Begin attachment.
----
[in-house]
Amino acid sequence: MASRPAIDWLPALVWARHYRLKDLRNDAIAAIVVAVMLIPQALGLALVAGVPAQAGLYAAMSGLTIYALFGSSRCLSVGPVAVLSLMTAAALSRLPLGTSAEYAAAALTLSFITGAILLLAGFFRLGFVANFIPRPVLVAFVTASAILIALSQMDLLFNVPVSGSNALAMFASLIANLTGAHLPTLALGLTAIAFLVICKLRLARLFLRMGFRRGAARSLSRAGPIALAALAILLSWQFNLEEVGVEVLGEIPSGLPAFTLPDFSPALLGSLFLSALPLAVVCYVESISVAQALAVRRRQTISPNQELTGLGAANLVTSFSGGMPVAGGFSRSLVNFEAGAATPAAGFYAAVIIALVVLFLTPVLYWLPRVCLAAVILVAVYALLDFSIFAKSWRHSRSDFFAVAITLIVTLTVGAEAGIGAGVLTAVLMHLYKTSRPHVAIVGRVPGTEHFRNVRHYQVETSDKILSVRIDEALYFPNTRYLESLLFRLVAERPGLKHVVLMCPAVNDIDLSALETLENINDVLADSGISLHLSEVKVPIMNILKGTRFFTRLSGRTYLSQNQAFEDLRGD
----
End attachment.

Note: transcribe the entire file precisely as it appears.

[in-house]
Amino acid sequence: MASRPAIDWLPALVWARHYRLKDLRNDAIAAIVVAVMLIPQALGLALVAGVPAQAGLYAAMSGLTIYALFGSSRCLSVGPVAVLSLMTAAALSRLPLGTSAEYAAAALTLSFITGAILLLAGFFRLGFVANFIPRPVLVAFVTASAILIALSQMDLLFNVPVSGSNALAMFASLIANLTGAHLPTLALGLTAIAFLVICKLRLARLFLRMGFRRGAARSLSRAGPIALAALAILLSWQFNLEEVGVEVLGEIPSGLPAFTLPDFSPALLGSLFLSALPLAVVCYVESISVAQALAVRRRQTISPNQELTGLGAANLVTSFSGGMPVAGGFSRSLVNFEAGAATPAAGFYAAVIIALVVLFLTPVLYWLPRVCLAAVILVAVYALLDFSIFAKSWRHSRSDFFAVAITLIVTLTVGAEAGIGAGVLTAVLMHLYKTSRPHVAIVGRVPGTEHFRNVRHYQVETSDKILSVRIDEALYFPNTRYLESLLFRLVAERPGLKHVVLMCPAVNDIDLSALETLENINDVLADSGISLHLSEVKVPIMNILKGTRFFTRLSGRTYLSQNQAFEDLRGD